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The Lausiac History Of Palladius by Palladius Of Galatia

[1] THERE were two brothers called Paesius and Isaias, sons of a Spanish merchant. On their father’s death they divided the real property which they got, also the personal property consisting of 5000 pieces of money and clothes and slaves. They considered with each other and took counsel together saying: “What mode of life shall we adopt, brother? If we adopt the merchant career which our father followed, then we shall have to die and leave our labours to others. [2] Perhaps we may even succumb to dangers from robbers or on the sea. Come, then, let us embrace the monastic life, that we may make a profitable use of our father’s riches and not lose our own souls.” So the ideal of the monastic life pleased them. But they found themselves at variance, differing from each other in their views. For having divided the property, they applied themselves each to his purpose of pleasing God, but by different tactics. [3] For the one bestowed everything on the monasteries and churches and prisons, and having learned a trade by which to earn his bread applied himself to asceticism and prayer. But the other parted with nothing, but making himself a monastery and getting together a few brethren welcomed every stranger, every invalid, every old man, every poor man, preparing three or four tables every Sunday and Saturday. In this way he spent his money.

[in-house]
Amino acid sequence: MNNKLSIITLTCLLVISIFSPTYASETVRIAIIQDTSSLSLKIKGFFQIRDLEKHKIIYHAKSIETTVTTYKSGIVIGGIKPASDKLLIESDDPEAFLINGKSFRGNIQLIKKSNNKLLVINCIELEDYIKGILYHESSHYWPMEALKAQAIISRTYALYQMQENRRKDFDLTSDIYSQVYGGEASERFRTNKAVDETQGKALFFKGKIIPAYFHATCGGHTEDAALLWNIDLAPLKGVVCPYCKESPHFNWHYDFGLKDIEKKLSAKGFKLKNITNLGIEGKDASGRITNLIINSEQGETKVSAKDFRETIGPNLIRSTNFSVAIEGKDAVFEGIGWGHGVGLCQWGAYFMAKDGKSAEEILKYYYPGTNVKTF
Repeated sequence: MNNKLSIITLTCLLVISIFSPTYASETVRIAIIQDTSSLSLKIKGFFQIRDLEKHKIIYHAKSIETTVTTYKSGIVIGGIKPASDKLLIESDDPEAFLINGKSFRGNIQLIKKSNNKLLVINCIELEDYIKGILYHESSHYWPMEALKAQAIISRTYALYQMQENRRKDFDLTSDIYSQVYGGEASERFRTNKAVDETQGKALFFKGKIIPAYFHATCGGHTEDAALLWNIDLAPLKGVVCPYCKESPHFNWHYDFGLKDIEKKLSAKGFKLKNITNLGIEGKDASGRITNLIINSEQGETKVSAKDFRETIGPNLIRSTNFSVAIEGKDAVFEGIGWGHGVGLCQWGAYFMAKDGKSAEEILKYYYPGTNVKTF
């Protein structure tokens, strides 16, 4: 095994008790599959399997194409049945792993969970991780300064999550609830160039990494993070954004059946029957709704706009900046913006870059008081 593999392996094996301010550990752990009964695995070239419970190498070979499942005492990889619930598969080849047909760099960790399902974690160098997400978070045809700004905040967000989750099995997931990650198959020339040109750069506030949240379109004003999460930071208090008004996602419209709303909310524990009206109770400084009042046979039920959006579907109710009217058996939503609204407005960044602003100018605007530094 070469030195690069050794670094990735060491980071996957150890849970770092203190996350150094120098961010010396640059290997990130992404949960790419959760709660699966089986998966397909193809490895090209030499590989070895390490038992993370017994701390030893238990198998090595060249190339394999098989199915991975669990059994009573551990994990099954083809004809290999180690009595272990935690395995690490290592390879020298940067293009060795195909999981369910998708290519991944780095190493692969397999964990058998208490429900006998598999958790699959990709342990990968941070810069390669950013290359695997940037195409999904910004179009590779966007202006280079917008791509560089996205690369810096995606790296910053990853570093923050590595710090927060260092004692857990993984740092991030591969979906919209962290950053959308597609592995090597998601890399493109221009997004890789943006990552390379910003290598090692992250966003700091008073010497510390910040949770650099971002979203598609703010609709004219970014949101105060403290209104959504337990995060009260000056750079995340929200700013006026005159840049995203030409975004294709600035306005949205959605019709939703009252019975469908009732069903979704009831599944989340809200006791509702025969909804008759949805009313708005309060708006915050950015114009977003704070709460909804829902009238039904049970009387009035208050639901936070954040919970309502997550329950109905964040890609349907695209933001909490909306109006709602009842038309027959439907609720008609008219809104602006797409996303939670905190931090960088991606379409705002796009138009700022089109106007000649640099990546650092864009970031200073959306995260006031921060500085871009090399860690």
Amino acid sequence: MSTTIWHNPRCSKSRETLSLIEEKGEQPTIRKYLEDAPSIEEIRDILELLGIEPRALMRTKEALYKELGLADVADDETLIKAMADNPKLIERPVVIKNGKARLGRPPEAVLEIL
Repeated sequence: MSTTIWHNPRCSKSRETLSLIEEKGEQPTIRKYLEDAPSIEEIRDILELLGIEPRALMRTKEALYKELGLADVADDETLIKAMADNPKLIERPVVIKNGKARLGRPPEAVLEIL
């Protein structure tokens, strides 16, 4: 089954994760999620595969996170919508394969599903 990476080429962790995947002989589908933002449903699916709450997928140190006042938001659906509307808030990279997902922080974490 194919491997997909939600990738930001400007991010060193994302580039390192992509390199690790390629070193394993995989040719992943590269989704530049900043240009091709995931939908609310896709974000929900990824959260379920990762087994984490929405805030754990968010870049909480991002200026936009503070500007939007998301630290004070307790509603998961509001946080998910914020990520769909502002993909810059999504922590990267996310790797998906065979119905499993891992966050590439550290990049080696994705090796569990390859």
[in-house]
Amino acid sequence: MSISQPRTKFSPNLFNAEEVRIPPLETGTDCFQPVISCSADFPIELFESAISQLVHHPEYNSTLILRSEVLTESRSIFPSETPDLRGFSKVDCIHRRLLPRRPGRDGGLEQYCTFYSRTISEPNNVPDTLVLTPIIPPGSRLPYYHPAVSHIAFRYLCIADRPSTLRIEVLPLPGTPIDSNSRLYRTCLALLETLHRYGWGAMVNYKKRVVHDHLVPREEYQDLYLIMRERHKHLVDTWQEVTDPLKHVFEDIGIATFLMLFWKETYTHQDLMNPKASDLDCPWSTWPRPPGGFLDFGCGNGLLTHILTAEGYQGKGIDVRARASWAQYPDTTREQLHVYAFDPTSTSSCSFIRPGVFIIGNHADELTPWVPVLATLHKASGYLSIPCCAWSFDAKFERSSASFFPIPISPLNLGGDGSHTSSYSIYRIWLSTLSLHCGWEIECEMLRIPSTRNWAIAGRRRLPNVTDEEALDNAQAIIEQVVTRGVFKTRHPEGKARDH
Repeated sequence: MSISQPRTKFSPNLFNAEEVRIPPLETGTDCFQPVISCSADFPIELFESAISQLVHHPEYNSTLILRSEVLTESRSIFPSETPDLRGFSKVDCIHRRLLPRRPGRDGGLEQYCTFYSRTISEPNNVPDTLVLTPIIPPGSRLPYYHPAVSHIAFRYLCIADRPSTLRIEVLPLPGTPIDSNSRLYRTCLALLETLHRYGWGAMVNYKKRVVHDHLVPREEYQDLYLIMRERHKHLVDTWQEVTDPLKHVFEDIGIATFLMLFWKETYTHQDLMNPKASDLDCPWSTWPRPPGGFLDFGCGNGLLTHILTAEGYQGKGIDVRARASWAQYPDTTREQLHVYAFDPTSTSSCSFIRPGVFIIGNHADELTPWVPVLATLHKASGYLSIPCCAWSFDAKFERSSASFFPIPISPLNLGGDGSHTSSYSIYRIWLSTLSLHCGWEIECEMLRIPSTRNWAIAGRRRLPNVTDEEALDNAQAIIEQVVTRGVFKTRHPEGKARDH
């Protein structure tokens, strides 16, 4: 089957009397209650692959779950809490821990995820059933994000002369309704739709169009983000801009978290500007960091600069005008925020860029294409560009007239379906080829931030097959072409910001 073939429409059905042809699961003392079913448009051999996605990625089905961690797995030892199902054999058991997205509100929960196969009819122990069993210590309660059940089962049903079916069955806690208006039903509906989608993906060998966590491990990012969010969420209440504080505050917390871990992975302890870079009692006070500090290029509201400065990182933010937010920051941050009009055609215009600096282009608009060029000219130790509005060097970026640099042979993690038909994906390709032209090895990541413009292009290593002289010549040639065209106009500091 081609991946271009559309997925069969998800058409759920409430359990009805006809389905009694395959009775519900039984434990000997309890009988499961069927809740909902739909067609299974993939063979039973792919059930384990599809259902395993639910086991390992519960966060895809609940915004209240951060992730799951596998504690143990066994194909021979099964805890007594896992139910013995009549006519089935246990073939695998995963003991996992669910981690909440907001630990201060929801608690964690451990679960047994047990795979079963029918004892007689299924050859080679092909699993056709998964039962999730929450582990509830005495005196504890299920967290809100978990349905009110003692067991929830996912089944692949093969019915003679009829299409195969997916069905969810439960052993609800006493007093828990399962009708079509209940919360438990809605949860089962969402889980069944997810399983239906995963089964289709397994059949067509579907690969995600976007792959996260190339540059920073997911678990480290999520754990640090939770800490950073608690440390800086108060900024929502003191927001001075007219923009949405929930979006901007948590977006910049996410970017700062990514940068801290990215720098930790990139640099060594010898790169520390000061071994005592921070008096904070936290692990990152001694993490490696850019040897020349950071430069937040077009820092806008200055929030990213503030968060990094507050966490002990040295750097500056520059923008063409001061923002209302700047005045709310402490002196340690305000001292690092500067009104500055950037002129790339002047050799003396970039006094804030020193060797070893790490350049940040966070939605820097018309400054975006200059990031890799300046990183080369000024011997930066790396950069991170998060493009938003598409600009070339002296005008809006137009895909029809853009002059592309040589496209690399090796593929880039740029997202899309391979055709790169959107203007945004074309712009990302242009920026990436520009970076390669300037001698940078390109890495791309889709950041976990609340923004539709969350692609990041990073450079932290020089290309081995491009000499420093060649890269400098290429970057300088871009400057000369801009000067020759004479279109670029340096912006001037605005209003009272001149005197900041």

[4] When the two were dead, various eulogies were pronounced over them, as if both had reached perfection. And some preferred Paesius, others Isaias. But a contention having arisen in the brotherhood over their praises, they went to the blessed Pambo and referred the decision to him, imploring that they might learn which was the better method. But he said to them: “Both are perfect; for one showed the works of an Abraham, the other those of an Elijah.” [5] And when one party said: “By your feet (we ask), how can they possibly be equal?” and preferred the ascetic and said: “He performed an Evangelical work selling all and giving to the poor, and every hour both by day and night bearing the cross and following the Saviour and his prayers.” But the other side contended with them and said: “Our man showed such great mercy to the needy that he even sat in the roads and collected the afflicted. And not only did he refresh his own soul but the souls of many others, treating their diseases and helping them.” [6] Then blessed Pambo said to them: “Once again I tell you, they are both equal. I assure each of you that the one, unless he had been so great an ascetic, was not worthy to be compared with the benevolence of the other, while the second again, refreshing the stranger, was himself refreshed, and though he seemed to carry the burden of toil, yet had the refreshing that follows it. But wait until I receive a revelation from God, and after that come and you shall learn.” So they came again a few days after and he said to them: “I saw both standing in Paradise, as it were in the presence of God.”








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